7236 Arlington Blvd., Falls Church 573-4154 Hours: Lunch, Monday through Friday 11:30 a.m. to 2:30 p.m. Dinner, Monday through Thursday 5:30 to 10:30 p.m., Friday and Saturday 5:30 to 11 p.m. Sunday 5:30 to 10 p.m. Cards: AE, V, MC, DC No nonsmoking section.
"Irasshaimase!" is the Japanese greeting of welcome you'll hear from the sushi chefs when you walk into this cozy storefront.
In addition to the sushi and sashimi, there are other standard Japanese offerings such as soups, teriyakis and tempuras.
The sushi is fine and fresh and can be enjoyed at your table or at the L-shaped sushi bar in the back. The basic assortment, handsomely displayed on a tray, goes for $8.95 and includes eight lustrous pieces of seafood and rice as well as a tuna roll cut into six pieces. I also recommend the maki assortment -- one roll each of tuna, avocado/crab and cucumber. A variation on the cucumber roll is the plum roll, with a salty/sour plum sauce spread between the rice and slivers of cucumber.
The sukiyaki is delicious and, at $23.50 for two, the most expensive entree. Cooked in a gas-fired skillet at your table, most of the ingredients, such as onions, noodles, mushrooms and tofu, benefit from a slow simmer in the sweet soy broth, but the paper-thin slices of beef are best when barely done.
Two teriyakis glistening with sweet marinade -- one a lean beef and the other a seafood assortment -- were attractively presented. In a culinary non sequitur, however, each plate also had a helping of iceberg lettuce topped with a creamy dressing that proved disorienting -- the same feeling you might have if your Bob's Big Boy hamburger came with an order of kappa maki.
A hot appetizer of pork slices broiled in the rich teriyaki sauce had a wonderful flavor, although the pork was slightly fatty.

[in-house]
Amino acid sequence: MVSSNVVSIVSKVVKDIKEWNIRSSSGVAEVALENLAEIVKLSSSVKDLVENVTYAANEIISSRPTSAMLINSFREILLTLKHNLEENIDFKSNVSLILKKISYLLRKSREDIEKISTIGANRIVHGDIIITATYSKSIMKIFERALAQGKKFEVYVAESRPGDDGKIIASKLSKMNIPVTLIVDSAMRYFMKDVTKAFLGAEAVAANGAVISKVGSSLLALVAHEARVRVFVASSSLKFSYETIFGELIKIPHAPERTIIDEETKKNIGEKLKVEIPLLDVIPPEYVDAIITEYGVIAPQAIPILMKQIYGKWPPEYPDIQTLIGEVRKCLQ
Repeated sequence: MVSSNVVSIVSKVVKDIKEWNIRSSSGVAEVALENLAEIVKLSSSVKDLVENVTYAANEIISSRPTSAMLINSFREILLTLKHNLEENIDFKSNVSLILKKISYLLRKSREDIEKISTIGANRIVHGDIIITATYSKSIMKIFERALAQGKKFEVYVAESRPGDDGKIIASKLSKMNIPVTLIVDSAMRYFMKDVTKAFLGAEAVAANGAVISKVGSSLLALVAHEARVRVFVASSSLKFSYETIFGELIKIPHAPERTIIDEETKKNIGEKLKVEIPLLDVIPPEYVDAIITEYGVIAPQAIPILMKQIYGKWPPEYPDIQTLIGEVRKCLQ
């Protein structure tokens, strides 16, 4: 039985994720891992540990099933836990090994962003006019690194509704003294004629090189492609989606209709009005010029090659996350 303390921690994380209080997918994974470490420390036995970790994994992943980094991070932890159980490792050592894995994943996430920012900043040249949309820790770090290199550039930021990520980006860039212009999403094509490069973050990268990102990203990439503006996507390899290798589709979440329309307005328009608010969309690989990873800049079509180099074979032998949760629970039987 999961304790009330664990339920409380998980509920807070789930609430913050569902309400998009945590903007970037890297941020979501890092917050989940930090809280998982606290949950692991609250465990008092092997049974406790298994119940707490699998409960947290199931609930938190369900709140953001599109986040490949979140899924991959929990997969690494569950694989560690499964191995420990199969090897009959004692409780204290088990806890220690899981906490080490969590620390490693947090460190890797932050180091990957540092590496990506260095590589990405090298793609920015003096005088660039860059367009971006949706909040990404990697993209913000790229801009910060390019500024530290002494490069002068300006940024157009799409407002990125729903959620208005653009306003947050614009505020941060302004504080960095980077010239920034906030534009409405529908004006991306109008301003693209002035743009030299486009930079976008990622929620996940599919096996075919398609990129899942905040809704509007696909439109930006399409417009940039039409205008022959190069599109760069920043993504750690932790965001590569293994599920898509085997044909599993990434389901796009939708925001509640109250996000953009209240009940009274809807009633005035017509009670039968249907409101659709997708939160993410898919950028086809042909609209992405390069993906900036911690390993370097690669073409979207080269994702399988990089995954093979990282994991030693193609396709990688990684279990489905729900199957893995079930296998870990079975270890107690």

In the tempura appetizer, a fairly good batter was fried to a delicate crunchiness on three long, sweet shrimp and assorted vegetables, for $3.75. Tempura entrees come in three variations -- shrimp, vegetable and a combination of the two plus chicken -- and were enhanced by a dip of ginger-spiked soy sauce.
A pleasant way to enjoy custardy cubes of tofu was in the appetizer age (pronounced ah'-gay) tofu, in which the crisply fried cubes are served in a tempura sauce sprinkled with grated fresh ginger and green onion slices. A less satisfying fried appetizer was the chicken wings, which had little meat and were fatty.
Another good choice was the finely breaded, tender pork cutlet, a delectable contrast in textures, with a crackly, fried exterior and a juicy, succulent inside.
There is a nice selection of Japanese beer as well as sake and plum wine.
Dessert is limited to fresh fruit and slices of sweet, drably colored bean jellies.
Service was generally prompt and gracious, but questions about the food can get bogged down in the translation.
On the other hand, the quality of the food speaks for itself. Mino is, pure and simple, a good value.